the end of therapy?

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My therapist brought up something today that I was completely unprepared for: ending therapy. My shock was apparent as I began explaining why I didn’t think I was ready: therapy grounds me, it keeps me in check, I still slip up, etc. My therapist kindly explained that therapy isn’t supposed to be a security blanket and that it can become a handicap if prolonged. She continued to describe the progress she has seen in me — I’m stable in my weight and meal plan, I don’t need coaching to figure out how to handle situations, rather I handle them on my own and report back to her how I did so, and that I seem to have found considerably more of myself.

I’m still taken-aback. She reassured me that I didn’t need to make a decision today, which I found comfort in. The idea of not having someone there to walk me through my mindset, decisions, and reactions is somewhat scary; I’ve had that for 3 years now. But I think I see what she means. When my first therapist informed me she was moving out-of-state, I bawled for days. I was in such a different place in my life back then; I didn’t have any control over my eating disorder and I had no ability to make decisions on my own. Now, though, I can feel a source of inner strength that pushes me through the difficult times I’ve been going through. I’ve felt the need to rely on others less and less, though their continued support and love means the world to me.

As I was flipping through some old pictures on my phone a few days ago, I came across a screencap I saved over a year ago. Back then, I identified with the “what barely recovered looks like” column and felt very hopeless and discouraged by the amount of work ahead of me. As I glanced through it the other day, I smiled as I realized that I can align myself much more so with the “what fully recovered looks like” column. I don’t consider myself “fully recovered” and know that I still have work to do. I almost put the word “lots” before “work” but upon reflection, that didn’t seem accurate; I don’t think I have lots of work left to do, just some.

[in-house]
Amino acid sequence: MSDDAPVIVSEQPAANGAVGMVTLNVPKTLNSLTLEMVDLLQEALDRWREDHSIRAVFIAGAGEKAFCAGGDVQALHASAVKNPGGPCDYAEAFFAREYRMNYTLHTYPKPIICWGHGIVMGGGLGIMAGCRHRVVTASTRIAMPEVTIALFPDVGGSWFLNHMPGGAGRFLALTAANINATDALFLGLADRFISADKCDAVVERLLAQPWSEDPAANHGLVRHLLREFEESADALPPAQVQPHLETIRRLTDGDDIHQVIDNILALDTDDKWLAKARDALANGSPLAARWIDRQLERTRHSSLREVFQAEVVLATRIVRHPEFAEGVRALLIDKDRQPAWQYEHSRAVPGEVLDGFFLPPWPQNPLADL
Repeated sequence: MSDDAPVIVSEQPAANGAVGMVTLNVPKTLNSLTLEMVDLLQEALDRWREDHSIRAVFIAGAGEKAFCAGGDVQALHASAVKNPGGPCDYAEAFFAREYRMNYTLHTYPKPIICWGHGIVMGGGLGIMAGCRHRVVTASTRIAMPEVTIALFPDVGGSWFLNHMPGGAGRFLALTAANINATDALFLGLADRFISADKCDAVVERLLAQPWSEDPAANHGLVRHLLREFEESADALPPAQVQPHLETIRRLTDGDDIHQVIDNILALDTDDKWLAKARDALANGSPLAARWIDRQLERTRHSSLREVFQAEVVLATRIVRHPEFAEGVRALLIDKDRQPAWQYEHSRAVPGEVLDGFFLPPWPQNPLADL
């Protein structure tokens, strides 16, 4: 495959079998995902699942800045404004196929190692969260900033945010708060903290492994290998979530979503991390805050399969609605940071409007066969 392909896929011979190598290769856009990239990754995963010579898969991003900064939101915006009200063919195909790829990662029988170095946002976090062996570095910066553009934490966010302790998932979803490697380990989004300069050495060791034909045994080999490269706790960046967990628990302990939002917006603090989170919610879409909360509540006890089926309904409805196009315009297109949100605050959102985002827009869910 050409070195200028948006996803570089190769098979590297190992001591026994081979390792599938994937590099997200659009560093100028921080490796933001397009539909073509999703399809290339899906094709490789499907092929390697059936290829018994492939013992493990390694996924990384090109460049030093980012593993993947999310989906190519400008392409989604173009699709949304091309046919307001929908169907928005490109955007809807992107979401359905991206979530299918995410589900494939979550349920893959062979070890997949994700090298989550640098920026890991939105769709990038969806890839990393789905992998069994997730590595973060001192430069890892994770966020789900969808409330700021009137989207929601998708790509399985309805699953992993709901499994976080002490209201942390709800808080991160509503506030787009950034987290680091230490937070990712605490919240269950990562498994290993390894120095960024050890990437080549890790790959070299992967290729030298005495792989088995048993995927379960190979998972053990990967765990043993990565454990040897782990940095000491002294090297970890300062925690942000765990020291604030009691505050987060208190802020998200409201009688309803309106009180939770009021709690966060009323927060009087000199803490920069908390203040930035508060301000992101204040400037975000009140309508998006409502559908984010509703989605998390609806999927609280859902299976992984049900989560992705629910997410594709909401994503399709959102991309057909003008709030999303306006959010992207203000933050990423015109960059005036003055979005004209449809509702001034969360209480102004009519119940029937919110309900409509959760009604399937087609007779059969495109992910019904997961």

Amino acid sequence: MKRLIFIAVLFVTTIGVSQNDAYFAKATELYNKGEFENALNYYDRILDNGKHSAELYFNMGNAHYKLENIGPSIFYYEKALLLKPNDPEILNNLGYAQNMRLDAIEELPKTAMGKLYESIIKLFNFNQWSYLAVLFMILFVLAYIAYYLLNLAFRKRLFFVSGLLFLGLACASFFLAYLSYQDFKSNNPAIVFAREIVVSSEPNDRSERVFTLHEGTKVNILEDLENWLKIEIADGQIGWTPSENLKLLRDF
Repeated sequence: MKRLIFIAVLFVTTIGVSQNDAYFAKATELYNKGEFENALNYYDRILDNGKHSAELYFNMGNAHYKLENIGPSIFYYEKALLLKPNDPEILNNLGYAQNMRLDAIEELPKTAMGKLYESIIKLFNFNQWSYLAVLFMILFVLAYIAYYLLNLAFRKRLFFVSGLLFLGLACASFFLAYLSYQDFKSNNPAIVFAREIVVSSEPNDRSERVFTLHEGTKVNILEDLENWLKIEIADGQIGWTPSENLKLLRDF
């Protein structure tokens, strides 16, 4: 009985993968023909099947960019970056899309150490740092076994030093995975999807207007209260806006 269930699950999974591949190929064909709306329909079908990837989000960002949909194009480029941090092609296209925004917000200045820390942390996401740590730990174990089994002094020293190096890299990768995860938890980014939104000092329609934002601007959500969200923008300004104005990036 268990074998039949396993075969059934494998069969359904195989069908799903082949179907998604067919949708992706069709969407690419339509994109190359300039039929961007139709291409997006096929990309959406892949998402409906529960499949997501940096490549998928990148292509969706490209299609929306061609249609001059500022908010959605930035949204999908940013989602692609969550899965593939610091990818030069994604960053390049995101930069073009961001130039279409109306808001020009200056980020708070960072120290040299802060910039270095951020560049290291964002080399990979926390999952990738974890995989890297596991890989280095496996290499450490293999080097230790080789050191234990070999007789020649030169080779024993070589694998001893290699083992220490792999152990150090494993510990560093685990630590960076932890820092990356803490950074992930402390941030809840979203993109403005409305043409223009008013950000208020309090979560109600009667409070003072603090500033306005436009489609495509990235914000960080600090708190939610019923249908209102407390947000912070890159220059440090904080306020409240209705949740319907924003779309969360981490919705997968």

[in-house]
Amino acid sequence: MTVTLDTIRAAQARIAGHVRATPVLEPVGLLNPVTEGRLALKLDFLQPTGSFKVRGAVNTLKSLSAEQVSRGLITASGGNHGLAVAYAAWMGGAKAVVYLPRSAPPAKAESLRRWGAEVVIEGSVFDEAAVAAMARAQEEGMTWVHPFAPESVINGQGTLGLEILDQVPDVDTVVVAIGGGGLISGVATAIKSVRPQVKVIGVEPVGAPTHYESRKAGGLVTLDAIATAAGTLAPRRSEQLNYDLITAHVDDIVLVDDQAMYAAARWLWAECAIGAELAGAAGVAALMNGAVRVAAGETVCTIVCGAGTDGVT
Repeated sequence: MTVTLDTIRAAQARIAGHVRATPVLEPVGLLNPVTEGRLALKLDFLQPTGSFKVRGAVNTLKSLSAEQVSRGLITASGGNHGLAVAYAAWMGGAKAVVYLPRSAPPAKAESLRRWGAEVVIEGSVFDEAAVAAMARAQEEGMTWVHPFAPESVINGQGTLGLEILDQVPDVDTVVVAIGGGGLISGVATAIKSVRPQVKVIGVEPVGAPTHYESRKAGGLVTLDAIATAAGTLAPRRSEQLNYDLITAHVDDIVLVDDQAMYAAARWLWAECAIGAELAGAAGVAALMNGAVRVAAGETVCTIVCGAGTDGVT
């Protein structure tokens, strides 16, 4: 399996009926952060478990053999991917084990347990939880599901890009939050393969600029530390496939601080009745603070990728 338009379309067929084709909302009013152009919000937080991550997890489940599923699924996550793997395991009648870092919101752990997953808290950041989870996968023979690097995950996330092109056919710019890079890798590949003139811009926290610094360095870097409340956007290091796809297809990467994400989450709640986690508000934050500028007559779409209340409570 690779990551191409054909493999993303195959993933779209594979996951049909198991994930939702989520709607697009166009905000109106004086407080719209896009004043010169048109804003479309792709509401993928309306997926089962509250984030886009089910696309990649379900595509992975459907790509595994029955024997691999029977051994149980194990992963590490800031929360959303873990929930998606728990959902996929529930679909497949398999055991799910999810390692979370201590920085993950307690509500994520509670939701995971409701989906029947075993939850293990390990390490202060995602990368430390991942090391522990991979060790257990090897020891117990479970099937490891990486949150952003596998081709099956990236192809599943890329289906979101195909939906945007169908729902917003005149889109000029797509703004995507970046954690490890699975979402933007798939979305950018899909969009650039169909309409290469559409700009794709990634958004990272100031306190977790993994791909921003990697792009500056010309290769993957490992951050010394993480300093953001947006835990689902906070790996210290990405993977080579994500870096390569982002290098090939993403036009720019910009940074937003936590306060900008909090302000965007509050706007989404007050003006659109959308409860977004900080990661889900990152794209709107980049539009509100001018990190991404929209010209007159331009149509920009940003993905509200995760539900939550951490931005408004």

I’ve made a few decisions this past week that I feel very proud of, though they are small. I want to share them so I can look back and remember my strength.

  • I went to the grocery store and consciously chose foods that I could easily and happily fit into my meal plan.
  • I decided against getting a fitbit, rather I’m going to get a “be brave” recovery bracelet.
  • I’ve continued to follow my exercise regimen.
  • I have decided to not weigh myself any more and have stuck to it.

I hope this is encouraging to whomever reads it. I was once convinced I would never be able to be healthy and happy. And yet, here I find myself just that. You can do it. One step at a time. And it is worth it.

mid-recovery confessions

I’ve engaged in some thoughts and behaviors that my eating disorder tells me I should be ashamed of and correct immediately. They’re things that I’m not proud of but at the same time … I don’t think they’re as horrible as I feel compelled to believe. I haven’t even admitted these to my therapist or nutritionist. I want to get them out here so I can start to let go of the guilt.

There are times when …
◇ I’m at peace with my body and weight.
◇ I feel beautiful.
◇ the amount of effort it would take to restrict doesn’t feel worth it.
◇ I look forward to my next meal.
◇ I don’t care what others think of my food choices.
◇ I opt to not go to the gym.
◇ I knowingly eat over my meal plan … because I’m hungry or because something sounds good.

These secrets have a dual effect on me. Part of me knows they’re a sign of true recovery, which gives me hope. The other part of me fears they make me a bad person because I know I wouldn’t be diagnosed with anorexia today if I walked into a physician’s office. That’s a lot of why I haven’t admitted any of these to my treatment team – I worry they’d laugh at me and wonder why I am convinced I have an eating disorder.
For so long, so much of my identity was dependent on being anorexic. It was the one thing I knew I could accomplish, and was thereby my sole source of pride. I liked that people would jealously refer to me as thin and I found purpose in reaching new weight and fitness goals.
But now, my grip on those things has loosened and part of me is glad for it. It’s the same part of me that feels grateful to be alive and knows how fortunate I am to have all the blessings I do. That part tells me I’m happier now than I was back then even though I’m wearing larger sizes.

In fact,
◇ I am happy